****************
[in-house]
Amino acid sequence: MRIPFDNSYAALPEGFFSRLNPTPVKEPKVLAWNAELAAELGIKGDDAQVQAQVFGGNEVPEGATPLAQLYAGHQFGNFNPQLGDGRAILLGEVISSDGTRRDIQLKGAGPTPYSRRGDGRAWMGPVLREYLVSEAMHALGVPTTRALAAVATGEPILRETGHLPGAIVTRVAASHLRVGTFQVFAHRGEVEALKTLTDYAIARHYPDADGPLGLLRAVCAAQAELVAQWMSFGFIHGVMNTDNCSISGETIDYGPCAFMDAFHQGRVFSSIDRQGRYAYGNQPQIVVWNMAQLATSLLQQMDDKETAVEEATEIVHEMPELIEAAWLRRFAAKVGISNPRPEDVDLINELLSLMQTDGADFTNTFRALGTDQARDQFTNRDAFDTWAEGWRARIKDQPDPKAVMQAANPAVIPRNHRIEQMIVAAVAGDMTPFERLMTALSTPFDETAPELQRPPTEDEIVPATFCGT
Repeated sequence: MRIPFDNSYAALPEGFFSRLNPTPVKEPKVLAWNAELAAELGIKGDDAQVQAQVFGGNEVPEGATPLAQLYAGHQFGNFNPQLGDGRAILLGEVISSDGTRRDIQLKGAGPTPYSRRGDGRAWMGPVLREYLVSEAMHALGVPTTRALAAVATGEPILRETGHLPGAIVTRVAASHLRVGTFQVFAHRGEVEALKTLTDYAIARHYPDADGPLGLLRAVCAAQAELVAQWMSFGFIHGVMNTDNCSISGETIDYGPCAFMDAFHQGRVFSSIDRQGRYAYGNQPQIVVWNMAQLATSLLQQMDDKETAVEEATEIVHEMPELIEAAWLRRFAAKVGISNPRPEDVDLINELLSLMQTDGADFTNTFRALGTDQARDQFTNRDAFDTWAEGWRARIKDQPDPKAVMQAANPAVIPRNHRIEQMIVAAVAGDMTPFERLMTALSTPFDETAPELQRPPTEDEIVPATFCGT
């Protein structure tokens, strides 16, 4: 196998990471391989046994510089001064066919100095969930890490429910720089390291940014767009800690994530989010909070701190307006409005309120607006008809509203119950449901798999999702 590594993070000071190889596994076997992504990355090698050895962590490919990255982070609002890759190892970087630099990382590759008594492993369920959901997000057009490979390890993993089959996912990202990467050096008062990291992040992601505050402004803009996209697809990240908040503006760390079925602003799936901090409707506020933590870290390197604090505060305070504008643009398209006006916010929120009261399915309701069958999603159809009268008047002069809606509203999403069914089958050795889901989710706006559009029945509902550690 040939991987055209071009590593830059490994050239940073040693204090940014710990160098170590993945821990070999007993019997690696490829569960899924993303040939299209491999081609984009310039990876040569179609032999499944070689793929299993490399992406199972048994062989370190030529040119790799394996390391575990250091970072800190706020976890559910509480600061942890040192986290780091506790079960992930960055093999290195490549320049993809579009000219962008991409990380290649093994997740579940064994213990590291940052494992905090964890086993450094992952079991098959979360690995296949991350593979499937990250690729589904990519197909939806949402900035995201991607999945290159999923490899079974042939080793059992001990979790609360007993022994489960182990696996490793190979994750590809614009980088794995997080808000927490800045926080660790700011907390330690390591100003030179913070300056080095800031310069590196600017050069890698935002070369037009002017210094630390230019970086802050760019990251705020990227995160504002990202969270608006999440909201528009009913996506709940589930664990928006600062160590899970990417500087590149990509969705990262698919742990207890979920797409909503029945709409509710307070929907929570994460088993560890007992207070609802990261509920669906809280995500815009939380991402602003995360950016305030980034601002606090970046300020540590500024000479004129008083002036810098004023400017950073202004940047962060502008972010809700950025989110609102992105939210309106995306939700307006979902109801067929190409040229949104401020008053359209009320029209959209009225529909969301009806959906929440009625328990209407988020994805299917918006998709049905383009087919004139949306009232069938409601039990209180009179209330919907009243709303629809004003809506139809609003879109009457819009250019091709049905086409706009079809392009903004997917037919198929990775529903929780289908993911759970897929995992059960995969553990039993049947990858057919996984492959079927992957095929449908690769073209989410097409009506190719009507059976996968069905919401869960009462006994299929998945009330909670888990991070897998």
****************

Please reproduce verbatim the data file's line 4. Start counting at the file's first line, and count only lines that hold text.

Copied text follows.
């Protein structure tokens, strides 16, 4: 196998990471391989046994510089001064066919100095969930890490429910720089390291940014767009800690994530989010909070701190307006409005309120607006008809509203119950449901798999999702 590594993070000071190889596994076997992504990355090698050895962590490919990255982070609002890759190892970087630099990382590759008594492993369920959901997000057009490979390890993993089959996912990202990467050096008062990291992040992601505050402004803009996209697809990240908040503006760390079925602003799936901090409707506020933590870290390197604090505060305070504008643009398209006006916010929120009261399915309701069958999603159809009268008047002069809606509203999403069914089958050795889901989710706006559009029945509902550690 040939991987055209071009590593830059490994050239940073040693204090940014710990160098170590993945821990070999007993019997690696490829569960899924993303040939299209491999081609984009310039990876040569179609032999499944070689793929299993490399992406199972048994062989370190030529040119790799394996390391575990250091970072800190706020976890559910509480600061942890040192986290780091506790079960992930960055093999290195490549320049993809579009000219962008991409990380290649093994997740579940064994213990590291940052494992905090964890086993450094992952079991098959979360690995296949991350593979499937990250690729589904990519197909939806949402900035995201991607999945290159999923490899079974042939080793059992001990979790609360007993022994489960182990696996490793190979994750590809614009980088794995997080808000927490800045926080660790700011907390330690390591100003030179913070300056080095800031310069590196600017050069890698935002070369037009002017210094630390230019970086802050760019990251705020990227995160504002990202969270608006999440909201528009009913996506709940589930664990928006600062160590899970990417500087590149990509969705990262698919742990207890979920797409909503029945709409509710307070929907929570994460088993560890007992207070609802990261509920669906809280995500815009939380991402602003995360950016305030980034601002606090970046300020540590500024000479004129008083002036810098004023400017950073202004940047962060502008972010809700950025989110609102992105939210309106995306939700307006979902109801067929190409040229949104401020008053359209009320029209959209009225529909969301009806959906929440009625328990209407988020994805299917918006998709049905383009087919004139949306009232069938409601039990209180009179209330919907009243709303629809004003809506139809609003879109009457819009250019091709049905086409706009079809392009903004997917037919198929990775529903929780289908993911759970897929995992059960995969553990039993049947990858057919996984492959079927992957095929449908690769073209989410097409009506190719009507059976996968069905919401869960009462006994299929998945009330909670888990991070897998």